The Burmese Harp (ビルマの竪琴, Biruma no tategoto?) was based on a children’s novel written by Takeyama Michio.
It is also known as Harp of Burma). This 1956 black-and-white Japanese film was remade in 1985 in colour and with different actors. Both are directed by Kon Ichikawa. The film was nominated for the 1957 Academy Award for Best Foreign Language Film.
The Burmese Harp begins in July of 1945, just days before the dropping of the first atomic bomb, which soon led to Japan’s surrender.
To sum up this film in a sentence is about a turncoat. The beauty of this film stems from what is often used in a bad sense. Especially a turncoat is one who turns back on a cause he is committed to. In this case the central character is a soldier. If he is a turncoat to the cause of killing, well I say the world needs more of such turncoats. In a perfect world the only cause we need to know is a commitment to life. Since we are in this imperfect world this movie is all the more reason to be included among 100 best films of my generation. Cpl. Mizushima(Shoji Yasui), a Japanese soldier, becomes the harp (or) saung player of Captain Inouye’s group, comprised of soldiers who fight and sing to raise morale in World War II, Burmese campaign.
It was the bard of Avon who said,’the clothes maketh the man.’ This adage is very much put to test in this memorable anti-war movie. Set against the final days of World War II, a group of exhausted, war-scarred Japanese soldiers prepare to return to Japan. The film focuses on Cpl Mizushima who is sent to a company of soldiers who refuse to believe the war is over. He is presumed dead when a battle destroys their hillside encampment. To rejoin his fellow soldiers, Shoji steals the robes of a Buddhist monk and begins to make his way across the countryside. But along the way, he realizes from the hundreds of abandoned, unburied war casualties that he was on the wrong side as a perpetrator; significance of his cloth, takes hold of him as he tends to the bodies. Hundreds of Japanese soldiers’ corpses are rotting in piles and being devoured by vultures. After watching a British medical team bury the body of an unknown Japanese soldier with grace and dignity, Mizushima realizes his mission in life will be to bury each of his dead comrades, a gruesome task that he begins immediately. As a soldier’s uniform made each of these end up a prey to vultures on an alien land he assigns his monks robes as a call to duty far above violence. Meanwhile, Shoji’s friends mount a search for him, eventually noticing the monk to whom he bears an uncanny resemblance.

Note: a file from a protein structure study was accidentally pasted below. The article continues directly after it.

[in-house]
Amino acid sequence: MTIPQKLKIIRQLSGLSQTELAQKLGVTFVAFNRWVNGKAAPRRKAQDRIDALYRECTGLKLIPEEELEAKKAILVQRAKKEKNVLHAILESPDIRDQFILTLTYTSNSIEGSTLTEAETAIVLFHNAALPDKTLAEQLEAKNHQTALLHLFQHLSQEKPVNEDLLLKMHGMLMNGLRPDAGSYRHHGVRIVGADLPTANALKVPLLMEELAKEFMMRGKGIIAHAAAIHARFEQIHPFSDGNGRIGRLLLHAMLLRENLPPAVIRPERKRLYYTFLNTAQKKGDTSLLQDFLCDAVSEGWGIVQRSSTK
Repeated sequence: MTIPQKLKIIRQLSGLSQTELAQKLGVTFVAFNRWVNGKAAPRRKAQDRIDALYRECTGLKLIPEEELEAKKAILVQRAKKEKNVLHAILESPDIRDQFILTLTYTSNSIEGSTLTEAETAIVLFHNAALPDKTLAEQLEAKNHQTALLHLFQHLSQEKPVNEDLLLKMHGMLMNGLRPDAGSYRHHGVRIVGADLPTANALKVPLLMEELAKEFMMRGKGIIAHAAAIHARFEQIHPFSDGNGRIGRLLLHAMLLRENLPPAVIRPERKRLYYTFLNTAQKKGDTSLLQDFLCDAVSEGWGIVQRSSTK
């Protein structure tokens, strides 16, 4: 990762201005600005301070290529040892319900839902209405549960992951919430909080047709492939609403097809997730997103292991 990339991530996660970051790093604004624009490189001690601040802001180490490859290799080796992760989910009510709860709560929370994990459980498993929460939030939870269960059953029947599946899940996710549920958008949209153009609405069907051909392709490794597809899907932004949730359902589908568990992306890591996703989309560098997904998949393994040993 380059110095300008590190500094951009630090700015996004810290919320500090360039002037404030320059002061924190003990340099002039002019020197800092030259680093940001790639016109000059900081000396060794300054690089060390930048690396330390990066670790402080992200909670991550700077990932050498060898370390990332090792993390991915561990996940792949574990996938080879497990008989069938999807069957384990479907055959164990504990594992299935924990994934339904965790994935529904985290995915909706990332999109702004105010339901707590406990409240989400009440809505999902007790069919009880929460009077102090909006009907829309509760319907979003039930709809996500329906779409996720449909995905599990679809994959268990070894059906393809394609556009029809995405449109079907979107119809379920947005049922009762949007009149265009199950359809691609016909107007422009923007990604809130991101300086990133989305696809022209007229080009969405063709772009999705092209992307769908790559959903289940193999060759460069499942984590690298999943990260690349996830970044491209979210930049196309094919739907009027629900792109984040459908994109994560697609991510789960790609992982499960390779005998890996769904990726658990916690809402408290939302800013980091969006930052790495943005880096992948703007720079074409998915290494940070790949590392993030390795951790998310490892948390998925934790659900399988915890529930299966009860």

Mizushima’s colleagues try everything they can to persuade him to rejoin them, even delivering to him a talking parrot that they teach to say “Hey, Mizushima, let’s go back to Japan together.” In the film’s most amazing moments, he stands outside the prison fence silently appearing nothing short of Christ-like as he plays his harp along with the singing of his mystified and tearful friends.
Rentaro Mikuni – Captain Inouye
Shôji Yasui – Cpl. Mizushima
Jun Hamamura – Pvt. Ito
Taketoshi Naito – Pvt. Kobayashi
Ko Nishimura Baba (as Akira Nishimura)
Directed by Kon Ichikawa
Produced by Masayuki Takagi
Written by Takeyama Michio (novel),
Release date) 21 January 1956
Running time 116 minutes
All Quiet on the Western Front (1930, Lewis Milestone)
Fires on the Plain (1959, Kon Ichikawa)
Human Condition, Part 1: No Greater Love (1958, Masaki Kobayashi)
Paths of Glory (1957, Stanley Kubrick)
Movies with the Same Personnel
Biruma No Tatekoto (1985, Kon Ichikawa)
The Makioka Sisters (1983, Kon Ichikawa)
Enjo (1958, Kon Ichikawa)
Odd Obsession (1959, Kon Ichikawa)
The Outcast (1962, Kon Ichikawa)
47 Ronin (1994, Kon Ichikawa)
Visions of Eight: The Olympics of Motion Picture Achievement (1973, Milos Forman, Kon Ichikawa, Claude Lelouch, Yuri Ozerov, Arthur Penn, Michael Pfleghar, John Schlesinger, Mai Zetterling)
The Tokyo Olympiad (1965, Kon Ichikawa)
Other Related Movies
is related to: The Best Years of Our Lives (1946, William Wyler)